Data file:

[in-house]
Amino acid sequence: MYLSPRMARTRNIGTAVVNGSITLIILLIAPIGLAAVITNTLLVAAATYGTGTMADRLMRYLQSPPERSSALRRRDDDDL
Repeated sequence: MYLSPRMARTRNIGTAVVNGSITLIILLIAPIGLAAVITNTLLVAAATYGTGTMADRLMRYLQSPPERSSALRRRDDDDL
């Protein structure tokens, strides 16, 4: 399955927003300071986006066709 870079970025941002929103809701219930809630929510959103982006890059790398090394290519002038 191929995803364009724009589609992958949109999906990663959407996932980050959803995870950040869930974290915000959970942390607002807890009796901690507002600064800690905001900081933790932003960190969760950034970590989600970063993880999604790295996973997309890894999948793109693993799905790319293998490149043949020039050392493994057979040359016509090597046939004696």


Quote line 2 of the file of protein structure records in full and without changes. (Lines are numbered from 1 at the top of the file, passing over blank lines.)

Amino acid sequence: MYLSPRMARTRNIGTAVVNGSITLIILLIAPIGLAAVITNTLLVAAATYGTGTMADRLMRYLQSPPERSSALRRRDDDDL